T-Mobile Copycatted by New AT&T and Verizon Plans

News from two major wireless carriers Verizon and AT&T show that T-Mobile’s new pricing announced in March was successful in disrupting the industry.

Several months ago T-Mobile started eliminating contracts from their pricing plans. Instead of offering subsidized pricing of handsets, subscribers pay installments on their phones each month in addition to data charges.

Today, AT&T announced a new, similar plan which will allow subscribers to get a new device each year, and leaked documents from Verizon show preparation to roll out a comparable idea at the end of summer.

AT&T’s new plan, “AT&T Next” (not to be confused with Pepsi Next) builds on the T-Mobile’s offering. Let’s say in July 2013 you buy brand new Device A. At the time of purchase you don’t pay any activation fees or down payment for your phone, only sales tax on the price of the phone. The total price of the phone is split up in to 20 installments.  Each month, you pay an installment in addition to your normal plan payment for airtime, data, etc. For example, at retail cost of $699.99, a Samsung Galaxy S4 would be around $35/month. There’s no contract, so you can quit your plan but you’ll still owe each month on the device installments. In July 2014, you can trade in Device A and start over with something new, Device B. If you so choose, you can keep Device A as long as you keep paying the monthly installments until all 20 are paid.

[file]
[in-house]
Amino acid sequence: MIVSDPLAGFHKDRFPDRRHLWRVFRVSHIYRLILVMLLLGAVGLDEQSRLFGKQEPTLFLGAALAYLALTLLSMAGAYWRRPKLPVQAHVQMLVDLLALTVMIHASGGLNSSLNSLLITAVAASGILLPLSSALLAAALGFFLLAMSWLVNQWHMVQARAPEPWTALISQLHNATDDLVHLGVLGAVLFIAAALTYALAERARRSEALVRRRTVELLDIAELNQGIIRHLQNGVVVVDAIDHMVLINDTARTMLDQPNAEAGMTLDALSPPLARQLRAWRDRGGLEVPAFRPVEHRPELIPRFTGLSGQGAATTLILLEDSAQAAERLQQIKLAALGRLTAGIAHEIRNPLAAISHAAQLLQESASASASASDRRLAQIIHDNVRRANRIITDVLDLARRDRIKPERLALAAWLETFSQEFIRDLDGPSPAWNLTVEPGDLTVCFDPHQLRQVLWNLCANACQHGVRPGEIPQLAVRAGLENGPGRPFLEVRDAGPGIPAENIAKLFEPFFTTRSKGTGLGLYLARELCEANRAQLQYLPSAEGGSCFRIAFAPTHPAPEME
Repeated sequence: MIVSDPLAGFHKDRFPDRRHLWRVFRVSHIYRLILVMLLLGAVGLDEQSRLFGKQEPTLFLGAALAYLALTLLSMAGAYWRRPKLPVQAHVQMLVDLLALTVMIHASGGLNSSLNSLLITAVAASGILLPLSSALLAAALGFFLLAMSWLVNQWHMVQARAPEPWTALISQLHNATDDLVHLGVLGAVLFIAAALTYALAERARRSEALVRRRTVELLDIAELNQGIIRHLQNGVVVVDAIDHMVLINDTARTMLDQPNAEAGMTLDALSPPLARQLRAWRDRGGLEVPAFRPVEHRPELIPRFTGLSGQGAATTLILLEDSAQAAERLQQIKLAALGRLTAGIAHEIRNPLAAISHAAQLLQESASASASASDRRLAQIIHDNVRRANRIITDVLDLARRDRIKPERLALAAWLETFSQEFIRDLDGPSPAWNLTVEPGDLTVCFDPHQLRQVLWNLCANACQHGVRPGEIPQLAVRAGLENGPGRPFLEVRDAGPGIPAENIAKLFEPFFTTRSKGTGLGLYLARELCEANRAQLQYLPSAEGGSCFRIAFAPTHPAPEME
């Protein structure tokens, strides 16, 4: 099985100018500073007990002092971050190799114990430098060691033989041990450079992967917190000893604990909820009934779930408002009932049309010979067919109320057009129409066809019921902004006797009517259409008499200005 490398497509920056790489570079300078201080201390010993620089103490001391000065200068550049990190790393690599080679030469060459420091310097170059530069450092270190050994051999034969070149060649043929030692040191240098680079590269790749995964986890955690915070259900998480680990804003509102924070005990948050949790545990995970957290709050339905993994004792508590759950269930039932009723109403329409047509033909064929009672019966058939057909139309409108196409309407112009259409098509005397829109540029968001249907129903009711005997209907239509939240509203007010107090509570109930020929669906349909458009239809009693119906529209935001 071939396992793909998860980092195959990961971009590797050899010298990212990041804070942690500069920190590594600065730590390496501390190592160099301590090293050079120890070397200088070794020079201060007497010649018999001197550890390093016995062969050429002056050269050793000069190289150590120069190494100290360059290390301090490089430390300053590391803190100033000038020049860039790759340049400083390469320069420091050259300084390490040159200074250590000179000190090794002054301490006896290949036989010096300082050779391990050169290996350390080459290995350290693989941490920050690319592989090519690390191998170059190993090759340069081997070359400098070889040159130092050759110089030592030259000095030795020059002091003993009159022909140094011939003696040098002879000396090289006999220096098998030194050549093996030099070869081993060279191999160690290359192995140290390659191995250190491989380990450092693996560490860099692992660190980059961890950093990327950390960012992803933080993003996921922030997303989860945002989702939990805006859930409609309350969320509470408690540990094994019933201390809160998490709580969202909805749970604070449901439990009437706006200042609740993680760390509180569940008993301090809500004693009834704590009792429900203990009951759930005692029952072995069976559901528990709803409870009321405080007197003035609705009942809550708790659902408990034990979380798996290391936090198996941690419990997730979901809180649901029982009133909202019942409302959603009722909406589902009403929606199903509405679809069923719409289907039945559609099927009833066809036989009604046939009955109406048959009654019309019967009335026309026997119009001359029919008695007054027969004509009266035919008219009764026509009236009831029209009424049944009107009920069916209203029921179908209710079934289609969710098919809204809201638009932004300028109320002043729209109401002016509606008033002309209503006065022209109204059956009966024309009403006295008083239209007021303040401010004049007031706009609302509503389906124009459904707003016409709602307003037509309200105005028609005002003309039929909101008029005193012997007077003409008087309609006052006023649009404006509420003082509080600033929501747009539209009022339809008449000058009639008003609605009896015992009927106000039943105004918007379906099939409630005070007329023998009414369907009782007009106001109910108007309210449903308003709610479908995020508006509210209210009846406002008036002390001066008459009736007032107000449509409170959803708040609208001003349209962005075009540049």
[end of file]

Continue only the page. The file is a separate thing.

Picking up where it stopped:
If you’re willing to pay upwards of $100-200 a month for your phone, you can have a new, top of the line device each year.

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Verizon conveniently concurrently leaked a training document hinting at a feature called “VZ Edge”, which is designed to let customers upgrade to a new device once 50% of the current device is paid off. This program is reportedly set to launch at the end of August.

T-Mobile is not happy with their big-name imitators. CNET reports that a T-Mobile exec responded to AT&T’s copycat plan by saying it is a “poor imitation” and will cost subscribers more in the end.

Since the two carriers were formerly “in a relationship and it’s complicated”, it’s easy to see why there might be some bitterness.

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